Most reasonable clients would agree that perfection is rarely attainable and that they’re looking for the best technologically achievable result.[ctt template=”3″ link=”eb26y” via=”no” ]When cleaning and/or restoring handbags, perfection is rarely attainable. Focus on best technologically achievable results. @ravefabricare[/ctt]
A case study in feigned ignorance
On a rare occasion, a client will feign ignorance of the fact that perfection is rarely attainable and use that feigned ignorance to support their demand for monetary compensation.
To illustrate the point, let’s examine an actual case of feigned ignorance.
To start, we’ll introduce you to the primary character in this drama, Ms. Feign (a name we’ll use to protect the guilty) of Scottsdale, Arizona.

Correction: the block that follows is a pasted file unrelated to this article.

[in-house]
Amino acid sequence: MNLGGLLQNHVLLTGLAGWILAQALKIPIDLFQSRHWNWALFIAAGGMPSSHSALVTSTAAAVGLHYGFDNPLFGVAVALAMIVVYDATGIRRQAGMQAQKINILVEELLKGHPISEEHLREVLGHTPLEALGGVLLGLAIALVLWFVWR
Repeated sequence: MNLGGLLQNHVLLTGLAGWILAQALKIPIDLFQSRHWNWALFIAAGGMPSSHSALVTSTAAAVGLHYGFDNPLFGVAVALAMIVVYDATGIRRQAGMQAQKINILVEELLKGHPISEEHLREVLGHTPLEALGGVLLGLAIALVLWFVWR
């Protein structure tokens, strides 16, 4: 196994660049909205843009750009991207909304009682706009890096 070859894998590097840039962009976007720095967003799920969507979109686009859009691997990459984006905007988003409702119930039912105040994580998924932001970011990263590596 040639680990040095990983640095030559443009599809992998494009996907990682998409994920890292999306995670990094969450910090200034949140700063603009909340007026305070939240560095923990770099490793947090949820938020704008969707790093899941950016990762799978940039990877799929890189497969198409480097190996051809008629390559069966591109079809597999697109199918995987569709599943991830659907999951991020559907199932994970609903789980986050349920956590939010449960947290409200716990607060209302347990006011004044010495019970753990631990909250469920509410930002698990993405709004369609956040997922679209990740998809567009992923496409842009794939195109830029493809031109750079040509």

Ms. Feign brought in a Gucci GG fabric handbag with red dye transfer from a red garment (probably red jeans) for cleaning. We cleaned the handbag inside and out by removing all the red dye transfer, removing all the ink stains and soil on the lining, disinfecting the lining and reconditioning the leather.
In other words, we transformed the handbag from unwearable to wearable condition.
Apparently, Ms. Feign was pleased with the result.
So much so that she returned two weeks later with a 6 year old Louis Vuitton Batignolles Horizontal Tote — brown monogrammed PVC coated canvas with natural cowhide leather (aka vachetta) handles and trim.
We examined the handbag in her presence and identified a number of defects:
The exterior brown monogrammed PVC coated canvas had a half inch “cut” on one side
The natural cowhide leather was a dark shade of brown.
The natural cowhide leather handles were oil stained
The natural cowhide leather trim along the entire opening of the handbag was oil stained